In our meetings, I did find one individual, Mulbah G. Mulbah, who was well aware of the challenges faced by global warming, declining animal species and the need for education related to conservation and the environment.

httpv://www.youtube.com/watch?v=MYU7EWMUM_E

SADS hopes that with a concentration on education and skills training, more people in Lofa County will become aware of the need to conserve forest resources.  Simultaneously, SADS aims to provide people with new skills so that they can begin to make a living without having to rely exclusively on forest resources.

Posted By Adam Welti

Posted Jul 7th, 2009

249 Comments

  • Alissa

    July 7, 2009

     

    Great blog! I just have a few question. You talked about the need for families to start raising livestock instead of hunting. Would they be raising the same types of animals that already populate the area? If not, have you considered the effects of bringing in new species? Also, do the families have the economic resources to feed and care for livestock?

    • Adam Welti

      July 8, 2009

       

      The small animal husbandry project was a previous program of SADS. Unfortunately there were a few complications in the project (namely problems with a lack of awareness about the project which resulted in a town chief taking all the animals for himself and another instance where the community did not support the free range of the animals in the town). That project included pigs, goats and chickens. Families have raised these species in the past but most are unable to purchase young to start a small livestock program due to economic constraints. Cost of food for the animals has not been the limiting factor as much as has been the lack of commitment of families to use funds generated by these projects to reinvest in the project to help it expand. Instead, families have been using the funds for other pressing needs and encounter problems when they need funds to fix or purchase new materials for their project. Knowledge about sustainable project management and financial responsibility is needed.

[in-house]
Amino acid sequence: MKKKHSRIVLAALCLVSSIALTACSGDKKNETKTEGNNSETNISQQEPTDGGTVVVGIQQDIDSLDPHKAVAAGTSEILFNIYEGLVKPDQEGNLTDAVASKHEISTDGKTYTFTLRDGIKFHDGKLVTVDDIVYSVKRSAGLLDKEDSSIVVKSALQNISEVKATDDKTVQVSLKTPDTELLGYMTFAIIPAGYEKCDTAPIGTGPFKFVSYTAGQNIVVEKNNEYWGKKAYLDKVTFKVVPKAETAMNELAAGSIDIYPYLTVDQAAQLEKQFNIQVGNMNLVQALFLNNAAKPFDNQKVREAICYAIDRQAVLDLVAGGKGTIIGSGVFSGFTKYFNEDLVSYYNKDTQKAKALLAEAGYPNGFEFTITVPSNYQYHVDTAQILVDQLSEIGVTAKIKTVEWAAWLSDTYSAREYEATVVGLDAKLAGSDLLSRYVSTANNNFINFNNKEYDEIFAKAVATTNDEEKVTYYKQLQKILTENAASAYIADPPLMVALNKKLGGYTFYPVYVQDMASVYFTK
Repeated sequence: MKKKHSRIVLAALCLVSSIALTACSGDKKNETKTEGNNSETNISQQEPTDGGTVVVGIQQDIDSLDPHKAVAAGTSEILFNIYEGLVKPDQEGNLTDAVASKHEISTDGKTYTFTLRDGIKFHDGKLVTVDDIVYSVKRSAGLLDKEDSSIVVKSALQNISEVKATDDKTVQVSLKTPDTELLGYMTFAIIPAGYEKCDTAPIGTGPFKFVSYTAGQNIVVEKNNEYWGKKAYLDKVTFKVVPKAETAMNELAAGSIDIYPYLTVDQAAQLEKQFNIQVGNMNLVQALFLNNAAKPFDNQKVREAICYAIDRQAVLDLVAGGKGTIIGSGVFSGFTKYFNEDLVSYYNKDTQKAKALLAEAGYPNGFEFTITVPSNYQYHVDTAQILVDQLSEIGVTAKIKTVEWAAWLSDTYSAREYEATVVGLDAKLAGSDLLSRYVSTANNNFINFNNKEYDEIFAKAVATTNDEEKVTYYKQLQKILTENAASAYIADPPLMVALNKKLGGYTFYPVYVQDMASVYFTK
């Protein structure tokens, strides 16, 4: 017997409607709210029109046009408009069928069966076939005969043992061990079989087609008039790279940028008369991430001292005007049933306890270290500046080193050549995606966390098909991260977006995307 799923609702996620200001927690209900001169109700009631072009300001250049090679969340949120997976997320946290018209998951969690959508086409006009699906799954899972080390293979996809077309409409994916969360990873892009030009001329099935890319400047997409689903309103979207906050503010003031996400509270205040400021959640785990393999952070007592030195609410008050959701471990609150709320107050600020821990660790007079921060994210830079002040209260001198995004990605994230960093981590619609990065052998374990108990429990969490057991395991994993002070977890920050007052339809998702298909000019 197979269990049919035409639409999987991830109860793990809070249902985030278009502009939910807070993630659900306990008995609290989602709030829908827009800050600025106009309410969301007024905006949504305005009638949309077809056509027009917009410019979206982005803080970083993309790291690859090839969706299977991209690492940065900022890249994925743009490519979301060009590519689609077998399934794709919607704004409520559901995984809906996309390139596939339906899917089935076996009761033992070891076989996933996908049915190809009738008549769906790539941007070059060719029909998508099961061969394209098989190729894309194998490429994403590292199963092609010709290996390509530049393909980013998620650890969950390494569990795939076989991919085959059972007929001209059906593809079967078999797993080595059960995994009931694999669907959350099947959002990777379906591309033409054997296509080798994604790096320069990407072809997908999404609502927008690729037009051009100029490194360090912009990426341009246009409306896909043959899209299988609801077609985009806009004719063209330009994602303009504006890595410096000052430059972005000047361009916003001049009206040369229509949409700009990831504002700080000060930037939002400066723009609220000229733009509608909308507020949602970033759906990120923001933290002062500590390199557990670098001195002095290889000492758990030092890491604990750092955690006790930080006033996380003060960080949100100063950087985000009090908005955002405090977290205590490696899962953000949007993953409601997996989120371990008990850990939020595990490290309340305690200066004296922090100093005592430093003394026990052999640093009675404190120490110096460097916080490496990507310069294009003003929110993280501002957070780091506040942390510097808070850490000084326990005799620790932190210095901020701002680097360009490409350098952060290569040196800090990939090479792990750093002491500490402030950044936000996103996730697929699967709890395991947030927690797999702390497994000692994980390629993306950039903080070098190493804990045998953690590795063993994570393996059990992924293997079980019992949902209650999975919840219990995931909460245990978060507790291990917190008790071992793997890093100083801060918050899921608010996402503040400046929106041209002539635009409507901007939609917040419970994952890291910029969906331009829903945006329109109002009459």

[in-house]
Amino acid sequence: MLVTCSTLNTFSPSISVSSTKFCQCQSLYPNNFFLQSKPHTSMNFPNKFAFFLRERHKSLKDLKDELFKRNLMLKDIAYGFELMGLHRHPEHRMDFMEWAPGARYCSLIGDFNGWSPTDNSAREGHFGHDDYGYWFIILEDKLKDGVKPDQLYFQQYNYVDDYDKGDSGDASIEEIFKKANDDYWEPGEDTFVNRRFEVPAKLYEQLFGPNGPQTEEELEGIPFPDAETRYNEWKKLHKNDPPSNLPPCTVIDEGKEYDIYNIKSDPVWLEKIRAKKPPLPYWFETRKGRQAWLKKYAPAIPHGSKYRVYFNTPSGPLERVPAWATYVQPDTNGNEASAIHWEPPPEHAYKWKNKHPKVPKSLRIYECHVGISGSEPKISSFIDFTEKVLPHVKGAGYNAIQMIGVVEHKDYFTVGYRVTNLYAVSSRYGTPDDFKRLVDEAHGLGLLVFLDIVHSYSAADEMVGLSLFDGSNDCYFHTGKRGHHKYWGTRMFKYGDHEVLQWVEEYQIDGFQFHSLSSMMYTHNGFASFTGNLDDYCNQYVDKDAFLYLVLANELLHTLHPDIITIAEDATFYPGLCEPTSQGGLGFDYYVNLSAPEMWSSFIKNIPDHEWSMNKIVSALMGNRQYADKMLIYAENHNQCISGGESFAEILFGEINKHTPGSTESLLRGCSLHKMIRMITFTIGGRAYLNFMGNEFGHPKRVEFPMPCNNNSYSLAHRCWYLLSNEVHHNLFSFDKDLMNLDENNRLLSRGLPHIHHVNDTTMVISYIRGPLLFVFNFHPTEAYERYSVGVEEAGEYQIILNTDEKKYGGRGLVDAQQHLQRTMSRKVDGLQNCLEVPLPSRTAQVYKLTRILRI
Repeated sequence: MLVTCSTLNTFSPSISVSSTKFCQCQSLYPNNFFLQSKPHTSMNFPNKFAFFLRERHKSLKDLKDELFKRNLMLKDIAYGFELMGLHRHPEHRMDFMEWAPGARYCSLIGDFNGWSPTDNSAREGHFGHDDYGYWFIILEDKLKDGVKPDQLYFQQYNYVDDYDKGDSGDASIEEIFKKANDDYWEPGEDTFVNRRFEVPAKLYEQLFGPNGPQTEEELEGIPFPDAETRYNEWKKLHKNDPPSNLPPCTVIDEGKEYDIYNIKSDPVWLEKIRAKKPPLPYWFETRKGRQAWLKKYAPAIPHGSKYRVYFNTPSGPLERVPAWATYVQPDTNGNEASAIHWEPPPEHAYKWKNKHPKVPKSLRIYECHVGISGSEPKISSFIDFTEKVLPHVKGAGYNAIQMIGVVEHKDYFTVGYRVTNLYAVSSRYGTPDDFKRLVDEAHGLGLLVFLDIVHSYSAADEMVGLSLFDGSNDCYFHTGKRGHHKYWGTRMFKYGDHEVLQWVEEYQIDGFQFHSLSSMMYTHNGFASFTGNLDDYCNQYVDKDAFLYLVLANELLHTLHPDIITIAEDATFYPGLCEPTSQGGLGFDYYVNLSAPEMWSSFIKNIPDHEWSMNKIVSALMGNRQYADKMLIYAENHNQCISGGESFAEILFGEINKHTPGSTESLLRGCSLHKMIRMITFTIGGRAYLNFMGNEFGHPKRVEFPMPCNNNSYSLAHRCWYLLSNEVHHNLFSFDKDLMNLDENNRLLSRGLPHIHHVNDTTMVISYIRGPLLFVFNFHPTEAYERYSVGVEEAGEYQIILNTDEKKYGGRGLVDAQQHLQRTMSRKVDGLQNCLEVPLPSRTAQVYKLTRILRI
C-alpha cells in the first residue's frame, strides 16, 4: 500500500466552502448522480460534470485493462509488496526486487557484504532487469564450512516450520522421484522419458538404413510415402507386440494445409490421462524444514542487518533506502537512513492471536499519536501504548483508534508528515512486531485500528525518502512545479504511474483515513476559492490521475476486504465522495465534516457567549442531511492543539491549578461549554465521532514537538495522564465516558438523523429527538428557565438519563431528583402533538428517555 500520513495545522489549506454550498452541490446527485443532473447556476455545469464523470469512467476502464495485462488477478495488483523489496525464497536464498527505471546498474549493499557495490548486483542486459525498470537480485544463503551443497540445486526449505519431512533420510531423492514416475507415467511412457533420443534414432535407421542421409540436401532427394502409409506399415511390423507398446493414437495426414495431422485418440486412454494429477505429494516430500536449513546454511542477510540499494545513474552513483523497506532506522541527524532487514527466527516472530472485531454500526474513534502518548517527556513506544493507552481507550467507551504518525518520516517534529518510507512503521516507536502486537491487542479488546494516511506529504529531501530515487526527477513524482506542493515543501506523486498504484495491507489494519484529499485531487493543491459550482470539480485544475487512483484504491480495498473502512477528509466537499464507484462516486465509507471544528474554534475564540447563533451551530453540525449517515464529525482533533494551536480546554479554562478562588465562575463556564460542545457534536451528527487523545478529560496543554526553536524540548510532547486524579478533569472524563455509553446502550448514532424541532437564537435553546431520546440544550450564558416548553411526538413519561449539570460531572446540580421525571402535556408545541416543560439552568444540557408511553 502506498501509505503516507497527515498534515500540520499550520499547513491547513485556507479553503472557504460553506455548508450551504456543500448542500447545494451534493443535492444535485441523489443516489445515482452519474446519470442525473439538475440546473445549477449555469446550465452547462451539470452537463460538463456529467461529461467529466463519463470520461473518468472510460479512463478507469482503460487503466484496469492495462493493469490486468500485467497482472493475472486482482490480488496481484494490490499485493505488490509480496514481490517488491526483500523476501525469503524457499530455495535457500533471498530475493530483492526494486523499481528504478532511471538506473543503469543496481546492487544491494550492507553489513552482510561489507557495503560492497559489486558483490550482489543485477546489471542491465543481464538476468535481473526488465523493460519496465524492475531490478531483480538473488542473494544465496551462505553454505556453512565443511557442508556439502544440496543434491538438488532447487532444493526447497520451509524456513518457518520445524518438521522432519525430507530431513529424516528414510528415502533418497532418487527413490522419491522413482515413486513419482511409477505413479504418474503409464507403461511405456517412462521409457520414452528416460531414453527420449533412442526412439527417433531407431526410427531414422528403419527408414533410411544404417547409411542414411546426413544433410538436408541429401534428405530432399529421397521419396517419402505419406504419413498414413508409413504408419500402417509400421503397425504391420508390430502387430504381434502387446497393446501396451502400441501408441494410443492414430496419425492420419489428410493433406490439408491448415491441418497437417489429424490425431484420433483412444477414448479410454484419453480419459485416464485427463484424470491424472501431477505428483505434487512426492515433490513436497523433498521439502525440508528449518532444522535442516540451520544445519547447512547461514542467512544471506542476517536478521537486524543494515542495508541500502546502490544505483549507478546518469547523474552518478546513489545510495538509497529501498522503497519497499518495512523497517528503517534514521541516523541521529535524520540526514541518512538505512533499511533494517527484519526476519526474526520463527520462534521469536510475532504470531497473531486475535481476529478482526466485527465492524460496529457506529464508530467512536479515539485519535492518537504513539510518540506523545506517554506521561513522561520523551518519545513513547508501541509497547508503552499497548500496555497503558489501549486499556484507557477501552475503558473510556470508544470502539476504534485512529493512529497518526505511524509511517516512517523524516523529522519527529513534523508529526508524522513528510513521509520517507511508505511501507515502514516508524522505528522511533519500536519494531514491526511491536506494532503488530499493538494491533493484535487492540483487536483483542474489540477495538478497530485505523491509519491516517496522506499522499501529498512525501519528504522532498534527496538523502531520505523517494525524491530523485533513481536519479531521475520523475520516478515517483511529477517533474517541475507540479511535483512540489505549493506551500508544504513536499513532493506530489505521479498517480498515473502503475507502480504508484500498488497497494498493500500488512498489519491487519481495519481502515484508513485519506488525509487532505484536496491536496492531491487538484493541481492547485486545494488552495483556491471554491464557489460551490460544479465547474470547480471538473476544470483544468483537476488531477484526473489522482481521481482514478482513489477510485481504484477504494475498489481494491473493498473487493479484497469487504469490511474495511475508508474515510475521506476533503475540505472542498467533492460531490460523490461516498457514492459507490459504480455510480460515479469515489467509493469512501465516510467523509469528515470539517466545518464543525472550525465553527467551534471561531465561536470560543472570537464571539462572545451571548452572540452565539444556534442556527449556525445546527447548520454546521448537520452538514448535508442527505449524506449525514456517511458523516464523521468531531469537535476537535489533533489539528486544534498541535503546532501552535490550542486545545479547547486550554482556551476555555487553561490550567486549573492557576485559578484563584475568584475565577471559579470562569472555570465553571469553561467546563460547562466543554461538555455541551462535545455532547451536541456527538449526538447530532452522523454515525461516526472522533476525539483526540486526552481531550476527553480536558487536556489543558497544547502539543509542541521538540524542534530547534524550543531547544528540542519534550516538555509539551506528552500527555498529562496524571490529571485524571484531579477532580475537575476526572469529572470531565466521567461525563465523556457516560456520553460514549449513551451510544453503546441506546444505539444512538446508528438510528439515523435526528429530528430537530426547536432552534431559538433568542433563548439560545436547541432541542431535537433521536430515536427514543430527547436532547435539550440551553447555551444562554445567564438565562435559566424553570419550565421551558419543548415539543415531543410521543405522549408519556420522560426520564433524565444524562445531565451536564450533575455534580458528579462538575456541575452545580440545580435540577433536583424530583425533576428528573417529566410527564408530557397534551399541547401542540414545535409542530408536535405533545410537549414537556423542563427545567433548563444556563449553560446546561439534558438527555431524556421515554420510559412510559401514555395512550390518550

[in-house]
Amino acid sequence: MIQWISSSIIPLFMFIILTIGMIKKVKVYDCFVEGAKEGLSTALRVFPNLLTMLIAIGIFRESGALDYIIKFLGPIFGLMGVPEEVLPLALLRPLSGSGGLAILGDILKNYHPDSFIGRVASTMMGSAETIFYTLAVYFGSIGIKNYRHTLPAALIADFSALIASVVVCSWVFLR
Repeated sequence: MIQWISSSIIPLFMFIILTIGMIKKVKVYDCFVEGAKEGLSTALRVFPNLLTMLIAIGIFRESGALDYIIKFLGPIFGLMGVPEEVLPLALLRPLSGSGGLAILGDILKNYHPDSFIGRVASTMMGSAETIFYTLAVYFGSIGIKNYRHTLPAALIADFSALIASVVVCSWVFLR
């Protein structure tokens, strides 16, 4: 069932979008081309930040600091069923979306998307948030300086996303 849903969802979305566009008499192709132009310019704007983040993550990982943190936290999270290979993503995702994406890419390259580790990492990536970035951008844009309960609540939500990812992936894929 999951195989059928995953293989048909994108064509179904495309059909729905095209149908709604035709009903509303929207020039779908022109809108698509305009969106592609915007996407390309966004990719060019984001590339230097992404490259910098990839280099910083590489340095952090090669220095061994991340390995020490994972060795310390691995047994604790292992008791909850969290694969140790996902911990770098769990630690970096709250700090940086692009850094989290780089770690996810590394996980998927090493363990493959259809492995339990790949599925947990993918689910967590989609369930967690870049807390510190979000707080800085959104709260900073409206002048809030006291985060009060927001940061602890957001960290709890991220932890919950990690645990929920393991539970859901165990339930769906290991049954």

• Marina

    July 7, 2009

     

    I really enjoyed this blog and the video. It gave me a much better idea of the works SADS is doing and the perceptions of the communities involved. I can’t wait to read more about the outcomes of the education and skills trainings.

  • Zonta Corona

    July 14, 2009

     

    Thanks for sharing the video and your thoughts on raising environmental awareness in this region. My own research is focused on raising awareness through organizational efforts, so it’s a nice reminder to see the work that is going on in other areas of the spectrum.

    I think people often assume that individuals living communities that rely more directly on the natural environment (such as the forests and rivers) are going to automatically have a higher level of environmental awareness, but your work clearly shows that raising environmental awareness in these communities is incredibly important.

    Keep up the good work!!!